The flip side to liking something that was created and produced is to find out more about who created this comic book, this game, this action figure or this film for us. That's what interviews are for
A Q&A with Hervé St-Louis, editor and publisher of The Comic Book Bin
What led you to develop an iPhone app, especially considering you aren't a big fan of the iPhone™ itself?
I’m not the world’s leading iPhone cheerleader. I’m a Palm Pre guy and a big supporter of the webOS mobile operating system. I seriously considered making the app for webOS first. Developing a ComicBookBin app for webOS would have been easier, faster and cheaper. But to be honest, as much as I love webOS and Palm, it would not have had the same impact--neither would developing this app for mobile platforms like BlackBerry or Android first. The iPhone, despite the advancement of other smart phones since the launch of the original version from Apple, is a symbol for the new way people consume information on mobile devices. It’s the most mature mobile environment. If you can make a good app for the iPhone, chances are you can make a good one for other platforms too.
The iPhone is a much more difficult platform for development or and providing an app for this mobile OS means The Comic Book Bin is serious about this endeavour. We wanted to send a clear message to the comic book industry: this is not a vanity project. The Comic Book Bin understands mobile computing and how it affects comic books. We will be right here to continue to fulfill our mandate. Having said that, since I began working on the ComicBookBin app, I’ve grown to respect Apple’s accomplishments with the iPhone. The iPhone has the same elegance of interface as Palm’s webOS and the same focus on usability. These are values that are important to me.
Do you see iPhone apps as a key component of the future of the comic book industry? Why or why not?
The iPhone is already a key component of the comic book industry. There are many other comic book apps released for the iPhone. In fact, it seems that there was a glut of them last summer. I would say that The Comic Book Bin has the advantage in two ways:
First, what we saw before the ComicBookBin app were but the first generation of comic book-related apps. Like all first-generation products, they tended to fall short of expectations and they forced users into changing their behaviour. The ComicBookBin app is a second-generation app. While working with Apple, one of the app reviewers told me that he thought it was just an upgrade to an existing app. I told him that this app was the first release. He mentioned that it really did not look like a beginner’s first app. The ComicBookBin app could have been solely focused on itself and delivering our articles to our readers, but we went beyond that. It could have been just a news reader plug-in into our articles without any style and elegance. We avoided that and made the app a product that would feel as native as possible to the Mac and iPhone enthusiast. We paused and reflected on what would make a good app for our users and then executed on the findings. It’s an app that has adapted to the lifestyle of the comic book reader, unlike first-generation apps that force users to learn new interfaces. You can use this app easily without any real training. It’s as intuitive as it gets and it does what it says it does. Other comic book apps force readers to read complex contents and instructions on tiny screens while changing the way they interact with a comic book. This is something I have criticized a lot in the past and why I wrote an article called "iPhone Apps for Comics Are Stupid." Well, there’s nothing stupid about the ComicBookBin app. It works the way any iPhone user would expect it to work.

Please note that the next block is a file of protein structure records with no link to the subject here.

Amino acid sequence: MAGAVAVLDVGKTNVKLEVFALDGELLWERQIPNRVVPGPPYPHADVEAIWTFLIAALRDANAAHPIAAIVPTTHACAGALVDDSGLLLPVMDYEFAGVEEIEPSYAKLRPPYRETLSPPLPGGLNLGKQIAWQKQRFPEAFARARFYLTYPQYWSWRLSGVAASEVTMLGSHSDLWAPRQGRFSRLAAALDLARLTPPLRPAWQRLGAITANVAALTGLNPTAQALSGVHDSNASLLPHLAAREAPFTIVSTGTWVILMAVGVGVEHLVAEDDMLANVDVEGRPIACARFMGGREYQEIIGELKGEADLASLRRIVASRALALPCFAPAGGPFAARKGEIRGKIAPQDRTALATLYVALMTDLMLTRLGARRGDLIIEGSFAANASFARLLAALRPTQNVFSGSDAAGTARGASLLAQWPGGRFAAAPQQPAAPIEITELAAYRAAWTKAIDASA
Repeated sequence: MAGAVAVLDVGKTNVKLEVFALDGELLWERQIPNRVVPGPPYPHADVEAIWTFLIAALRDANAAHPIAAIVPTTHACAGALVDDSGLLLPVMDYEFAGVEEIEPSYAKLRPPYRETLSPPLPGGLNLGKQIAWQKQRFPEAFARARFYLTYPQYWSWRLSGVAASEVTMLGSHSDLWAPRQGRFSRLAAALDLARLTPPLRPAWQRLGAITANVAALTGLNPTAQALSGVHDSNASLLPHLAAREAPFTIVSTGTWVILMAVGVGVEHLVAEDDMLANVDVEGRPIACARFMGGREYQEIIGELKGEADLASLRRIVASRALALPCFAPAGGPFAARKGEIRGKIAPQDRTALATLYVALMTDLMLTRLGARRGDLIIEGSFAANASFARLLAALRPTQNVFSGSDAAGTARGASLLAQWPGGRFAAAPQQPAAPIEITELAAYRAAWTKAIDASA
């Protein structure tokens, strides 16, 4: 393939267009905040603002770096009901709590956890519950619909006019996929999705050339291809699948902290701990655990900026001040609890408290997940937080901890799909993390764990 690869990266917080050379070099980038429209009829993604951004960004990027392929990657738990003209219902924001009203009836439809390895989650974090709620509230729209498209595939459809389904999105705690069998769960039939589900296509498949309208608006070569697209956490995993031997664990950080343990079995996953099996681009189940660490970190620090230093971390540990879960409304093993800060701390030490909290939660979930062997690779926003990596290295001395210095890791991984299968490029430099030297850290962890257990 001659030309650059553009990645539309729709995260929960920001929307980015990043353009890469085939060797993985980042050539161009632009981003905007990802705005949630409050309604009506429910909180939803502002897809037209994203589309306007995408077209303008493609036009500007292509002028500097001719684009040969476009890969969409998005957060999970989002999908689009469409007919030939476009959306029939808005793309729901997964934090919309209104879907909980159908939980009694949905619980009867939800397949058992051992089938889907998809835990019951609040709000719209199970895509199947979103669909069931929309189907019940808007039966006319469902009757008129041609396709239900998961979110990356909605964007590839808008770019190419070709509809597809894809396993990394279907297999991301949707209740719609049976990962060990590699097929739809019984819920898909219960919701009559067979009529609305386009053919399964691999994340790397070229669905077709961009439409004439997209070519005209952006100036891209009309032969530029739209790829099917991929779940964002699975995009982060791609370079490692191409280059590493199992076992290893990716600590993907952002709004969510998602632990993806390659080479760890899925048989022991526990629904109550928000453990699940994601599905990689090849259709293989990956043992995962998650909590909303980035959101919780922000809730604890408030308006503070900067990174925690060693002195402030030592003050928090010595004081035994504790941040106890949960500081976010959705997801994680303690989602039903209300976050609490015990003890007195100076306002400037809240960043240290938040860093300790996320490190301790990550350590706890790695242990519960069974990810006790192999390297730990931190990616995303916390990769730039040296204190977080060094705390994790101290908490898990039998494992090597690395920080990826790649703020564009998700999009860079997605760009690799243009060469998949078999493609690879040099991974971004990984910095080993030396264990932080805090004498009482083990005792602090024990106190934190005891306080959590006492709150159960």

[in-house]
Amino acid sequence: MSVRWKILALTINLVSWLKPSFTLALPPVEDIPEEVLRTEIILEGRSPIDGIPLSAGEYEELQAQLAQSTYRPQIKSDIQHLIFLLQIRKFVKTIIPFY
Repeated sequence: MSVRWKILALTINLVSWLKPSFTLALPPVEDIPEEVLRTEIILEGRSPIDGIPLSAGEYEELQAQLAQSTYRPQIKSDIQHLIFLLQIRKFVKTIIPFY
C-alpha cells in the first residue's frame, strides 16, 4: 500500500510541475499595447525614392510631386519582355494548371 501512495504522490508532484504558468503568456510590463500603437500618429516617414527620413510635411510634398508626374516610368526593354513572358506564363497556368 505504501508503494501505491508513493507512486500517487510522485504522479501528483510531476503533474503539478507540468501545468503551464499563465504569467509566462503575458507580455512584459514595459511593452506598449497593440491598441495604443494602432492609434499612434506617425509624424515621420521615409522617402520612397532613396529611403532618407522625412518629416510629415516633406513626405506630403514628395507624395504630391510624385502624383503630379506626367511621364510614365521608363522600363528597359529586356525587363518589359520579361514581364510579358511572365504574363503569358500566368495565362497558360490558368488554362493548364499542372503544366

Second, beyond the iPhone there is a new future for comic books. It’s the mobile world in general. The iPhone is part of that mobile revolution. We recognized the importance of the mobile world more than six months ago when we created the first mobile-friendly comic book site in the comic book industry. The industry still has not caught on. While the ComicBookBin app is intended for iPhone and iPod Touch users, anyone who uses a Blackberry, an Android, a Nokia, a webOS or even an older feature phone can access The Comic Book Bin Website easily and quickly. The iPhone is a visual device and comic books are visual artifacts. They can mix, but one has to understand how to make them work well together.
What were the essential features for this app to have? Why?
We have the essential features for an app called ComicBookBin. It has our articles and a powerful search engine that can find articles published back to 2002. We made sure that users who preferred to browse and search our articles could do so either by using a gallery view with thumbnails of all the images when they are in landscape mode, or a simple news-reader type of listing. Then, there is a comic book convention listing. We update it continually. It’s probably one of the most comprehensive comic book convention schedules available anywhere. The last feature, the multi-lingual comic book store locator, is extremely popular with users. It finds comic book stores in your area without forcing the user to do any work such as entering zip codes or personal addresses. It also list comic book stores freely, unlike other apps. It’s funny because at the time when I was designing this app, I didn’t even know that a competitor had done a store locator app. Our store locator is easier and more intuitive. It’s also more comprehensive and will not list stores based in Boston if you live in Los Angeles. In fact, our store locator works anywhere in the world – provided there’s a comic book store in the area, of course! It’s not limited only to the United States. It will find comic book stores in France, Italy, the Netherlands, the United Kingdom, Canada, Brazil and even the Philippines. As you probably know, I’m a Canadian and in many parts of Canada, people use other words to refer to comic book stores and comics. If the user’s iPhone language is set to French, Spanish, Italian, Dutch or Portuguese, it will find comic book stores in those languages. There is also limited support for Japanese and Korean.
How were you able to make your app so comprehensive, creative, inclusive and robust?